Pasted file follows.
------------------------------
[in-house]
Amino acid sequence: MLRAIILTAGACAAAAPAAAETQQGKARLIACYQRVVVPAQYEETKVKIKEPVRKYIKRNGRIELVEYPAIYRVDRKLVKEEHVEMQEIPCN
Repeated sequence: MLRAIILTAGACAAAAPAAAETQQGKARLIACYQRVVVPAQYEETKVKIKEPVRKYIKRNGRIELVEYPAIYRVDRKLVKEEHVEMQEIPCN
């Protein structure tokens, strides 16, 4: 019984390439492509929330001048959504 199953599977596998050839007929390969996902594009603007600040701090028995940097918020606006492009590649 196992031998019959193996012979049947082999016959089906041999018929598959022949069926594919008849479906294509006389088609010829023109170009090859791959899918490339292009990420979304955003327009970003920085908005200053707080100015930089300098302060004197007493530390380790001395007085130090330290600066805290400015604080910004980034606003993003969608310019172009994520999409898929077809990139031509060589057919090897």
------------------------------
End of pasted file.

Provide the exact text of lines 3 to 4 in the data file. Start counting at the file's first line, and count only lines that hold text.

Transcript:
Repeated sequence: MLRAIILTAGACAAAAPAAAETQQGKARLIACYQRVVVPAQYEETKVKIKEPVRKYIKRNGRIELVEYPAIYRVDRKLVKEEHVEMQEIPCN
């Protein structure tokens, strides 16, 4: 019984390439492509929330001048959504 199953599977596998050839007929390969996902594009603007600040701090028995940097918020606006492009590649 196992031998019959193996012979049947082999016959089906041999018929598959022949069926594919008849479906294509006389088609010829023109170009090859791959899918490339292009990420979304955003327009970003920085908005200053707080100015930089300098302060004197007493530390380790001395007085130090330290600066805290400015604080910004980034606003993003969608310019172009994520999409898929077809990139031509060589057919090897």